As I can recall, my friendship with Julian Bond began on a fall day in 1960 after a student meeting in the “Upper Room” of Rev. Boon’s small church on Chestnut Street, near Atlanta University. Julian was a co-founder of the Committee On Appeal For Human Rights, the student movement of the Atlanta University Center — which included Spelman College, Morehouse, Clark, Atlanta University, Morris Brown and the Interdenominational Theological Center (ITC).
What loomed out of Fisk University soon spread to black colleges and universities throughout the south and the Atlanta movement also morphed into the Student Non-Violent Coordinating Committee (SNCC). Atlanta became the official national base for SNCC because of organization and massive black student protests, marches and sit-ins.
Julian eventually became the National Director of Communication for SNCC. He had to leave the Atlanta Inquirer, the only civil rights newspaper then in Georgia, where he had served as managing editor. Julian also left Morehouse College to work fulltime with SNCC. Charles Black, another movement stalwart and Morehouse man became managing editor of the Inquirer.
At our first meeting, Julian was intrigued with the fact of my being a student from New York, from Harlem, and having an interest in the southern student movement. Typically, most black students from north of the “Mason Dixie Line” did not venture too far from campus and saw southern issues as none of their business. At the same time, however, they were keenly aware of the politics.
We ended up at Paschal’s restaurant on West Hunter Street where we sipped coffee and talked for a long time as others came and went. I learned that Julian was a staunch integrationist and he learned that my focus was imbedded in Pan-Africanism. Julian was glad that I knew he had been exposed to several of Africa’s then emerging leaders at Lincoln University where his famously intellectual father, Horace Mann Bond, resided as President.
No, Julian didn’t boast about his father, his family or anything. He was just cool, always reserved. Whenever we saw each other, either after a student movement meeting or at Paschal’s, Julian would be very interested in what I was reading, since a book was invariably in my hand – a New York habit. (If you’ve got a half-hour subway ride you could knock out a chapter or part of one and also during lunchtime on your job or just hanging out).
Julian was interested in just about everything. He married young and had a daughter – his first child. I’d check on him at home. Julian is holding his daughter in one hand and reading a book. There’s minimum furniture and plenty of books, at least three or four open and others with slips of paper jutting out. He’s talking and hands me his daughter (he knows that I am also a husband and father) while he searches for a passage he wants me to read in a book I never heard of.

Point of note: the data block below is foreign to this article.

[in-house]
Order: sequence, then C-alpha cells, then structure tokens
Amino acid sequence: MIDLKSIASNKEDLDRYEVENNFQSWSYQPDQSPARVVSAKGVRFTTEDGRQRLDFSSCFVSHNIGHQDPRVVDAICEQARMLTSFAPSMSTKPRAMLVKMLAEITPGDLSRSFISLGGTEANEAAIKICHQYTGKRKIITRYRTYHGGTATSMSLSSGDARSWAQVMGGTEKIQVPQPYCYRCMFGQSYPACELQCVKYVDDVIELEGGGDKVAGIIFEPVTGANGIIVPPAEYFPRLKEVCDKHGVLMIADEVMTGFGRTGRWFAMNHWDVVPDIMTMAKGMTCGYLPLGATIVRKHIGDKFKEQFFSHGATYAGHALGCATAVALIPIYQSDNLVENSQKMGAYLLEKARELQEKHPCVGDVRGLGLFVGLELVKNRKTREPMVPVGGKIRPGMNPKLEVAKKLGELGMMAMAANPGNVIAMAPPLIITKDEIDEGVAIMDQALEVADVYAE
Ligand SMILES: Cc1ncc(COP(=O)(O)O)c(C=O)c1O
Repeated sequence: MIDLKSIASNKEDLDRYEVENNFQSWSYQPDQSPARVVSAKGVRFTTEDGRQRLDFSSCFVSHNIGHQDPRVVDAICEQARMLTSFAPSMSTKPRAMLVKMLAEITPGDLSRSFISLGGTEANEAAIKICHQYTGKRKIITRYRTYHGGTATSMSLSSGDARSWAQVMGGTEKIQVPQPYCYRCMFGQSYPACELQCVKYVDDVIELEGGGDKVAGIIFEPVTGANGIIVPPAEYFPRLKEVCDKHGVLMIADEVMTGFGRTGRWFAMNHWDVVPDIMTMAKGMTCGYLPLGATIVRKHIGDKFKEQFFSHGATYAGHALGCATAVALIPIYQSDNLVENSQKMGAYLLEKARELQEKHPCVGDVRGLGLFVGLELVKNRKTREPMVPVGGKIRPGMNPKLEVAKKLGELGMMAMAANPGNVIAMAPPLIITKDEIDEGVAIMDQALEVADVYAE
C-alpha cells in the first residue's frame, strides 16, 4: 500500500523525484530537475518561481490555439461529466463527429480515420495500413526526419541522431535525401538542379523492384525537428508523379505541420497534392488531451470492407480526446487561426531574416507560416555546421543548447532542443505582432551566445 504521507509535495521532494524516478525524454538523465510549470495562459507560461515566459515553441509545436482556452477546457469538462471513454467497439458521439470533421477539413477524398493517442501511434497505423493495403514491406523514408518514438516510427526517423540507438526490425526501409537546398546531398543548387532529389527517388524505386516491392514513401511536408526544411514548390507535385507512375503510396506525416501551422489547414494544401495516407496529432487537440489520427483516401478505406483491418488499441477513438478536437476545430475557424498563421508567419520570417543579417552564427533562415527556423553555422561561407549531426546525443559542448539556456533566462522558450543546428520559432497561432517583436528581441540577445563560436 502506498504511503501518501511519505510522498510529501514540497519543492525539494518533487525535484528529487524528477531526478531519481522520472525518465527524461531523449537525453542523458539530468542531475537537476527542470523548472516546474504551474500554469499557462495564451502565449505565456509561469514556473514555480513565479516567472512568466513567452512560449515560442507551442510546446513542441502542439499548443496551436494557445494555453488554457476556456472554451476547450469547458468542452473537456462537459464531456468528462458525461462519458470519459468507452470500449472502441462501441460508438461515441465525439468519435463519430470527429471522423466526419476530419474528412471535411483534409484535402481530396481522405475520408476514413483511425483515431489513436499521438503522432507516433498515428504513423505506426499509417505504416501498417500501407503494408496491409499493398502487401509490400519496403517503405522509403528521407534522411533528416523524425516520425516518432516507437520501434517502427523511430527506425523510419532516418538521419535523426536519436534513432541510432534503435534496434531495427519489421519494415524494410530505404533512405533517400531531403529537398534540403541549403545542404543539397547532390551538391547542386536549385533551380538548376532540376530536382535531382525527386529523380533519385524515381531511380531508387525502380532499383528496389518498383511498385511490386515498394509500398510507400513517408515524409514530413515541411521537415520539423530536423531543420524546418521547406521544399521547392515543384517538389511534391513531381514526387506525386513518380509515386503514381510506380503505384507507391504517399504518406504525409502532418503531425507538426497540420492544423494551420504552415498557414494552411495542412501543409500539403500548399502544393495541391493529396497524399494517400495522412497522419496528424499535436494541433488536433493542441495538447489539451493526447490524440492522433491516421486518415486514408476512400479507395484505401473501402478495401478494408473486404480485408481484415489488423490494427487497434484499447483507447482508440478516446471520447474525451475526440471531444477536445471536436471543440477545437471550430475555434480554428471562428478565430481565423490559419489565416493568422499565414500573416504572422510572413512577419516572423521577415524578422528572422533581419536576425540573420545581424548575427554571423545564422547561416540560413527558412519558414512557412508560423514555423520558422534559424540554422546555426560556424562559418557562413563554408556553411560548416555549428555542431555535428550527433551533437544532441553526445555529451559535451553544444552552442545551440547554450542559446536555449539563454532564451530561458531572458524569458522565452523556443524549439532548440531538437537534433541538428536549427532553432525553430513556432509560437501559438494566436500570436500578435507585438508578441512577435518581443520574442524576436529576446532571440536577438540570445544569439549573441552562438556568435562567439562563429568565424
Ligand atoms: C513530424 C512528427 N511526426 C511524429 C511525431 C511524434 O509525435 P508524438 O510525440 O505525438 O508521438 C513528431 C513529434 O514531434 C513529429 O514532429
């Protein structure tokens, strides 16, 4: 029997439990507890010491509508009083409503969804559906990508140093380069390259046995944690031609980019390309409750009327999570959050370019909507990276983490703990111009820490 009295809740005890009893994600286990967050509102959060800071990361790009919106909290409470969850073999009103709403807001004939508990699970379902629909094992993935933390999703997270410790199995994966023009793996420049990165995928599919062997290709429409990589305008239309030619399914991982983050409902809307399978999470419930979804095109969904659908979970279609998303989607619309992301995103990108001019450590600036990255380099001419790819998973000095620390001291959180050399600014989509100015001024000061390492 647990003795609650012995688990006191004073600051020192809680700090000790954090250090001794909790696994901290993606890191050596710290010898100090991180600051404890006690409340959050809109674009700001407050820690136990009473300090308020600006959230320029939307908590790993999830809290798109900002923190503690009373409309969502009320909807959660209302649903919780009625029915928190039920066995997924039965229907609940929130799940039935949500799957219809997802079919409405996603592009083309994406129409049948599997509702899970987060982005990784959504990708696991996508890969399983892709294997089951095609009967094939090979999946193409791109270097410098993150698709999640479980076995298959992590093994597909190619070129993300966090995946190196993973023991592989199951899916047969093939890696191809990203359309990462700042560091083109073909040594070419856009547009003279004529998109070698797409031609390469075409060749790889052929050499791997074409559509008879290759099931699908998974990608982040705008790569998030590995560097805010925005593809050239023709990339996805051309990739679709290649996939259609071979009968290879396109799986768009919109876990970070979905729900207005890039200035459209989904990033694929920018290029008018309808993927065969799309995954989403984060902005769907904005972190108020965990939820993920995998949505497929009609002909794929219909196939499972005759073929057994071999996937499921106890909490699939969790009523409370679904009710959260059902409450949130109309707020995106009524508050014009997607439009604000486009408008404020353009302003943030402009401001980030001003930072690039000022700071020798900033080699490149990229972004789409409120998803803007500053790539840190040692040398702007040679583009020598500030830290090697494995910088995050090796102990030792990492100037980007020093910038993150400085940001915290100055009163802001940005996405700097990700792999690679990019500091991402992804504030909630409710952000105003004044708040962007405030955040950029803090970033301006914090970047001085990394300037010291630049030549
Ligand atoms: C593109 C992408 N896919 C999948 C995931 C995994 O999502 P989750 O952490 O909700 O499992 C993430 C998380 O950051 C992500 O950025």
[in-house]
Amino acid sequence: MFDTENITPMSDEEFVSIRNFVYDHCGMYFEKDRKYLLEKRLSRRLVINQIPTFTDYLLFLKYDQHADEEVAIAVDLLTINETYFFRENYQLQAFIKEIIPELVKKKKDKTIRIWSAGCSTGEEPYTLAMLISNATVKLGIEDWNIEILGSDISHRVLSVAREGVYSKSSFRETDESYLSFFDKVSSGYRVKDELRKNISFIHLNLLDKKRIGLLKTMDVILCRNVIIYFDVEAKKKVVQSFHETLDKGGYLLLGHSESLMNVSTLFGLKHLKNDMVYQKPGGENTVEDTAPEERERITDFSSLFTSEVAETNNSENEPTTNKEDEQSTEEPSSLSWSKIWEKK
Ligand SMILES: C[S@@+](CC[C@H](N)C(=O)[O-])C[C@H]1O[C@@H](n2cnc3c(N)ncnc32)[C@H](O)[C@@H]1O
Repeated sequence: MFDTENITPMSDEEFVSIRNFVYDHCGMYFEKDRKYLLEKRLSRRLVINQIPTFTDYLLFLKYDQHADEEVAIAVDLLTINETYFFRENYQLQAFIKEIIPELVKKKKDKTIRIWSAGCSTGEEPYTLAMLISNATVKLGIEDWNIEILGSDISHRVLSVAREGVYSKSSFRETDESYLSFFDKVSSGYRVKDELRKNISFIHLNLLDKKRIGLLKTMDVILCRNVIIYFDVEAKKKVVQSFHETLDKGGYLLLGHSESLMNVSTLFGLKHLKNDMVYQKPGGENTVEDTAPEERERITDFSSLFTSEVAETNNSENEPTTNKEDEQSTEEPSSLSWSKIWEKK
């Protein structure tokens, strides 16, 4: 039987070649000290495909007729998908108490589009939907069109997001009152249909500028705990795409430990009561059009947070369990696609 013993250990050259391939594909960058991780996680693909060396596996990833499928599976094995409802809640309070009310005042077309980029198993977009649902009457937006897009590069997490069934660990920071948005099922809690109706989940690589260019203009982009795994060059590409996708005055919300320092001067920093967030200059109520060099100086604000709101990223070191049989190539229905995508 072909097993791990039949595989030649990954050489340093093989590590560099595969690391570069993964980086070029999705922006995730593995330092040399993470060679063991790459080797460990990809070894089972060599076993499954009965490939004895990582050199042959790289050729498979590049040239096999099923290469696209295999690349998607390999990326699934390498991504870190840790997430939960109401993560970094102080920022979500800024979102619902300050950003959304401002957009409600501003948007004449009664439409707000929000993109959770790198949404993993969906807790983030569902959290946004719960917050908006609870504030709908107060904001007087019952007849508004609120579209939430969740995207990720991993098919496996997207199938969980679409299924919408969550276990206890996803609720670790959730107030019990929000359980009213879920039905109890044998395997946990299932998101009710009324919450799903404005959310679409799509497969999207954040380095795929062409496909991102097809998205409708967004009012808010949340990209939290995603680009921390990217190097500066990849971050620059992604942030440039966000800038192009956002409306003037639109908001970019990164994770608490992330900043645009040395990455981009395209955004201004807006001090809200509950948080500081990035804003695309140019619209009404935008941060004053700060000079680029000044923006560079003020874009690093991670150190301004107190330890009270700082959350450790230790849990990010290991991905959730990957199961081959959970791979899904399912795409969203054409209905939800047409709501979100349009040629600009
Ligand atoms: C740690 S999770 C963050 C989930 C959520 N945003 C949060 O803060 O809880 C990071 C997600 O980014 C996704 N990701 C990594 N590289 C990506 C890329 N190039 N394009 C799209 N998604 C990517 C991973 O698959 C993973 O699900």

Julian Bond was a voracious reader. I never knew a time that he was not reading at least three books. He was already intensely interested in American and European political, social and religious history, but he also loved Langston Hughes and other poets. And when you heard him speak, just regular conversation, that’s exactly how he wrote. The brother was brilliant.
Jesse Hill, the shaker and mover from black owned Atlanta Life Insurance Company and a host of other black leaders including Dr. M. Carl Holman, my literature professor at Clark College, Clarence Coleman, President of the Atlanta Urban League, Dr. Martin L. King Jr., and others created the Atlanta Inquirer. Jesse Hill served as Chairman and Publisher. Journalism was Julian’s first love and Jesse Hill knew it.
Under Julian and Jesse’s steady hands, the newspaper thrived. When Julian left it didn’t miss a beat. Julian was always close by and Charles Black was up to the challenge. Jesse brought seminary student Al Sampson on and then me. SNCC, under Julian’s influence, created a newsletter called The Student Voice.
And we all contributed along with Alton Pertilla and others. We mostly did not use bylines. Julian always quietly suggested topics and issues. The newsletter spread across America through Julian’s communications office.
Over the years when we have run into each other it was always low key, as though we just saw each other yesterday. We’d find some time together. Julian was my friend of 55 years. Last Saturday at exactly 3: p.m. EDT, Frank Peterman, a Morehouse man, and I stood at the stern of his and his wife Audrey’s forty foot sailboat and threw sunflower petals in Fort Lauderdale’s New River for Horace Julian Bond.
At the same time, his family, as per his direction was strewing Julian’s ashes in the Gulf of Mexico.
Al Calloway is a longtime journalist who began his career with the Atlanta Inquirer during the early 1960s civil rights struggle. He may be reached at Al_Calloway@verizon.net